Policy & regulation

CCS catapult centre proposed to maximise whole system technology benefits

The government should not pursue domestic shale gas production unless it is willing reinstate support for carbon capture and storage (CCS), a new report has argued.

Ministers must not allow the decarbonisation of the British economy to be “halted or slowed” by the availability of onshore gas, according to the Institute for Public Policy Research (IPPR) North.

“CCS and shale gas fracking both have the potential to offer some economic benefits, and benefits that could be realised in and for the North,” the document states. “But each runs the risk of being presented as a panacea and needs to be considered in a wider context”.

It continued: “If we are to meet our climate change ambitions and commitments as a nation, we cannot depend upon shale gas in the ways some suggest.”

The report draws attention to the potential to deploy CCS to produce low-carbon hydrogen from shale gas, which could then be used to decarbonise heat and transport. It says the deployment of CCS would also allow shale gas to be utilised for power generation and industrial processes whilst keeping a lid on CO2 emissions.

“These two technologies might best be considered as mutually beneficial and self-reinforcing, with CCS the higher priority in the longer term,” it adds.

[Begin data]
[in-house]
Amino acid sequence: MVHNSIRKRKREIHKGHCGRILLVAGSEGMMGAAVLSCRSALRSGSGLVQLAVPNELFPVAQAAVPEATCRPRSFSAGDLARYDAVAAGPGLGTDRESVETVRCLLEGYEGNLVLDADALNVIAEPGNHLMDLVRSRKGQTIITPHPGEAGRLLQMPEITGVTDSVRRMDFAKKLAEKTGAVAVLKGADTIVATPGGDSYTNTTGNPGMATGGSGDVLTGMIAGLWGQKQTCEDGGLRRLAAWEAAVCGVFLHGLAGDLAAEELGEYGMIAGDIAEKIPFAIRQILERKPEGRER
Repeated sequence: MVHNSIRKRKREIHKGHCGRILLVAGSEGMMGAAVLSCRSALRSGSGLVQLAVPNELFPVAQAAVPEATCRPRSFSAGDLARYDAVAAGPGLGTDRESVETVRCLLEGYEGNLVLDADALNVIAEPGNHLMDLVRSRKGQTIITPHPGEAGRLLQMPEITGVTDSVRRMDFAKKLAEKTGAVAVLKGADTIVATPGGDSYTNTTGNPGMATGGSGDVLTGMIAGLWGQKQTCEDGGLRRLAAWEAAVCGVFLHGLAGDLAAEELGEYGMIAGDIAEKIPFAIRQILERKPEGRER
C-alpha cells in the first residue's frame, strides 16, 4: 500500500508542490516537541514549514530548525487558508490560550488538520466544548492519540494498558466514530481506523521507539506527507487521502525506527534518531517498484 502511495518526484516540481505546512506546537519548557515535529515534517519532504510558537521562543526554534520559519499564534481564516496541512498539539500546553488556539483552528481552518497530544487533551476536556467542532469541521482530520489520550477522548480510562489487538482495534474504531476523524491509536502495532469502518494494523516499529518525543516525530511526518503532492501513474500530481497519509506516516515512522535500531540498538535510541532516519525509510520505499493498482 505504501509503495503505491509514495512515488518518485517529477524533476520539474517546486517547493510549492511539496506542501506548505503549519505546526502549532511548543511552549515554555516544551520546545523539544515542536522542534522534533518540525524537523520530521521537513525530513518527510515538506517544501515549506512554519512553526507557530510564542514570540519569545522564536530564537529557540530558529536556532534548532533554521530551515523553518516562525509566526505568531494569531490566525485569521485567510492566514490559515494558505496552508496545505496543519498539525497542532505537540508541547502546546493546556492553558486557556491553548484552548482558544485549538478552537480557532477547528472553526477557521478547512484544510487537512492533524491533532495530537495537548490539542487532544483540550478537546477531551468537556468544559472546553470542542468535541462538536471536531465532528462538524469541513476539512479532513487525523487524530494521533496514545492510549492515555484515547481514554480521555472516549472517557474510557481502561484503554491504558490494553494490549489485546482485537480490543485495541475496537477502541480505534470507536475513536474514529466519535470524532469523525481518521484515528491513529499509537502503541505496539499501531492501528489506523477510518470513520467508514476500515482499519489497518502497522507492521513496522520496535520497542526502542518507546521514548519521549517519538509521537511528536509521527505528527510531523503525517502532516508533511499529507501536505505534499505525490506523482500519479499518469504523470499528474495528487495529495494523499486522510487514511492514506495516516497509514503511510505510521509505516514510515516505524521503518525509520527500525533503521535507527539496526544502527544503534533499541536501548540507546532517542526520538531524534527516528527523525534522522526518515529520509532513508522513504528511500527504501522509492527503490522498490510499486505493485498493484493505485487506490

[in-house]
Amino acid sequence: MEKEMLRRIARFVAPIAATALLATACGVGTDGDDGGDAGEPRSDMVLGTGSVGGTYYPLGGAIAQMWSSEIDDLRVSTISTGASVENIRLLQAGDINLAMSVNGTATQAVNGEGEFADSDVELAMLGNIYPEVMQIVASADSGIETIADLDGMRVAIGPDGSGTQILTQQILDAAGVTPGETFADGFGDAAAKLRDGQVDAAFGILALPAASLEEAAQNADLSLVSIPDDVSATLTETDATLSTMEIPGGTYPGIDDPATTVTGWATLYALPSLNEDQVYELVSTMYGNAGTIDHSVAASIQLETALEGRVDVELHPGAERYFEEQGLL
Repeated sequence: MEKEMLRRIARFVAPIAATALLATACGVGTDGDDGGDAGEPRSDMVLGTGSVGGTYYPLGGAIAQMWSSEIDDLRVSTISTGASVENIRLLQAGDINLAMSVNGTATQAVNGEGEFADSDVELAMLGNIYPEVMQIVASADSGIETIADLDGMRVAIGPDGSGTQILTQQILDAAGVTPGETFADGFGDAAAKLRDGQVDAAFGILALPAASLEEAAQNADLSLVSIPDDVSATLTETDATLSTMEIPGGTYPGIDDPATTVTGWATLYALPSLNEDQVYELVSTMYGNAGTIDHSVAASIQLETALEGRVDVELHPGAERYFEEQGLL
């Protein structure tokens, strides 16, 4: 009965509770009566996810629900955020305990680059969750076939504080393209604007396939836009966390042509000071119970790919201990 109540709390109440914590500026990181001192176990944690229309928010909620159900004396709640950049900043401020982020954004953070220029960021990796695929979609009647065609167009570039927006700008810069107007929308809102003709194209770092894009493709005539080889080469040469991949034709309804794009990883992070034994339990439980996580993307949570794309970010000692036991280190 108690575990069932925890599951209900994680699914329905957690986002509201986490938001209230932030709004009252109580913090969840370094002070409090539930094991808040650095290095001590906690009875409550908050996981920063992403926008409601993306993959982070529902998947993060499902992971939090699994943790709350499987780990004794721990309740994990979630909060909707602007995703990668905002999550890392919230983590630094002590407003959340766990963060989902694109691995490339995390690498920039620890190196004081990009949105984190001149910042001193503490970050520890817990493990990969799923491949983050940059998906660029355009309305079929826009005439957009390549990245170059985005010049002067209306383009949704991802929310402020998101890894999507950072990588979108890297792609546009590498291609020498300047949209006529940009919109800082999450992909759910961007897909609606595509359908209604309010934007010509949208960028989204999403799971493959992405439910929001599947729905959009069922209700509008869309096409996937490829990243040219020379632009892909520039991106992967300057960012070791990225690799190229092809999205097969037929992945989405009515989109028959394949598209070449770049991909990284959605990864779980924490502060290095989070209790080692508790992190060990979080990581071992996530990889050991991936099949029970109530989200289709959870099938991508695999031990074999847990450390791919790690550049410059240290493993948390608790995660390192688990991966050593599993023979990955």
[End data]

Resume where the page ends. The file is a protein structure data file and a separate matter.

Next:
The report produced by IPPR North’s Northern Energy Taskforce said, if the government continues to back the extraction of shale gas, then it must also reinstate or update support for CCS. This could include the creation of a “Catapult Centre for CCS” in the North of England.

Support should be funded by the Department for Business, Energy and Industrial Strategy (BEIS), and delivered by local actors in the region. It should be established over the next parliament to enable Britain to become a world-leader in CCS technology.

The report additionally urges the government to put in place “a clear, consistent and universally applied regulatory framework” for hydraulic fracturing and ensure that shale gas use “displaces, rather than adds to imported gas consumption”.

Lastly, it backs the creation of sovereign wealth fund to “bank” the tax revenues from shale gas extraction. As well as offering individual and community benefits to residents living nearby to shale gas wells – as per the government’s current proposals – the fund should also provide support for low-carbon technologies and, in particular, CCS projects.  

“It is not possible to wait until receipts are collected and banked before building this vital infrastructure,” it adds. “For this reason, this investment should be made up front with the expectation it will later be offset by shale gas revenues.”

The development of CCS in the UK suffered a major setback in late 2015 due the last-minute cancellation of a government competition to fund a trial project.

Nevertheless, the Teesside Collective is continuing to develop plans for an industrial CCS project in the Teesside area. Northern Gas Networks’ proposals to install a hydrogen gas network in Leeds rely upon the use of CCS to produce low-carbon hydrogen from methane.